Sure, They Live is a science fiction movie based on the 1963 short story “Eight O’Clock in the Morning” by Ray Nelson, but isn’t it really just another western by way of John Carpenter? Nada (Roddy Piper) is a man who Carpenter can work his hatred of the end of the Reagan era out with. So how did he decide to make that into a movie from a major studio? Television.
“I began watching TV again,” Carpenter told Hero Complex. “I quickly realized that everything we see is designed to sell us something. It’s all about wanting us to buy something. The only thing they want to do is take our money.”
Carpenter also saw the story in Alien Encounters, a comic book that Nelson appeared in, rewriting his tale and working with artist Bill Wray. He acquired the film rights to both the comic book and short story and wrote the screenplay himself.
Carpenter made the movie for $3 million and selected Piper because he looked like he had lived a life. Keith David’s part was written just for him, as Carpenter had enjoyed working with him on The Thing.
Nada’s name means, of course, nothing. He has nothing, he has no one and yet, he is the man that humanity must rely upon when facing an enemy that is already us. When he views the world through special glasses, he can see the messages that the unseen they have kept hidden from us for so long.
How long? Why? And to what end? Well, look. This is an exploitation picture through and through. You can see it from the left — that’s where Carpenter seems to be coming from — as the aliens are terraforming our world through pollution and global warming. Or maybe you can see this as the original fake news if you’ve on the other side.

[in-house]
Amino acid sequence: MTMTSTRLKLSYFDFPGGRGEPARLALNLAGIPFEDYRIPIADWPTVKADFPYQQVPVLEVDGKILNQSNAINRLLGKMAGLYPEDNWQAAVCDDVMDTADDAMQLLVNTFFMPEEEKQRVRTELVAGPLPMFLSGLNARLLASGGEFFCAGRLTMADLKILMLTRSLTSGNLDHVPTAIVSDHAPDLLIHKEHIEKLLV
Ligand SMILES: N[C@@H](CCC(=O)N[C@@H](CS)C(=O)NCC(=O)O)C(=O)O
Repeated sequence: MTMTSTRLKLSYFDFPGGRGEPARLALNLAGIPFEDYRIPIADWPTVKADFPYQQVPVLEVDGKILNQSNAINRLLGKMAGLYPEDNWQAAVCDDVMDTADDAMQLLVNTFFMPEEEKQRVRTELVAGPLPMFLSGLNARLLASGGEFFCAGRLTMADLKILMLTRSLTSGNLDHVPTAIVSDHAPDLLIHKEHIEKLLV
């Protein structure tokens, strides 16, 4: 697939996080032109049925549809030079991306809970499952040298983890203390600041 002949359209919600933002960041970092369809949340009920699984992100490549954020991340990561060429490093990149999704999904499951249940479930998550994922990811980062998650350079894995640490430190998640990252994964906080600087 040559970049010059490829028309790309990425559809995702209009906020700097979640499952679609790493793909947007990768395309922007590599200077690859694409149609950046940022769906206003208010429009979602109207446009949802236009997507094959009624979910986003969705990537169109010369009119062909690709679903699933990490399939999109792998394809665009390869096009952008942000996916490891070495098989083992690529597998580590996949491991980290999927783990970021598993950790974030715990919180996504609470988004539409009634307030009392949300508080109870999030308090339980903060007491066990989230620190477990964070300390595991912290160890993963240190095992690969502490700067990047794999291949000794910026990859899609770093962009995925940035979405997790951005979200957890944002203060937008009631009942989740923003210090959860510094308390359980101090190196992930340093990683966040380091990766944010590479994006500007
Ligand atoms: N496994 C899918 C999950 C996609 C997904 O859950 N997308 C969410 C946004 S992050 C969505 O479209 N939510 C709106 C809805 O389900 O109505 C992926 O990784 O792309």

This is a film with both a sad and happy ending. I guess you can just call it a John Carpenter ending, a place where tough men see a middle finger until the closing curtain as the only way to end up on the winner’s side of the balance sheet.
Despite being critically savaged — you can xerox that line for nearly every post-Halloween Carpenter movie — time has been beyond kind to this movie, which seems more and more based on real life and less a work of fiction.
There’s been a lot made of the fact that Roddy Piper claimed that this movie was based on fact. He’d bring up — it’s on the commentary track he did — that in the 1950s, a company manufactured a TV that planted subliminal messages in women’s brains and he’d seen a doc about it. Well, he may have seen that movie, but he didn’t realize that L’affaire Bronswik was a parody.
Speaking of different groups seeing this movie in their own light, several white supremacist groups have taken to this film as an allegory for how Jewish people run the world. Carpenter even responded to this on Twitter by saying, “They Live is about yuppies and unrestrained capitalism. It has nothing to do with Jewish control of the world, which is slander and a lie.”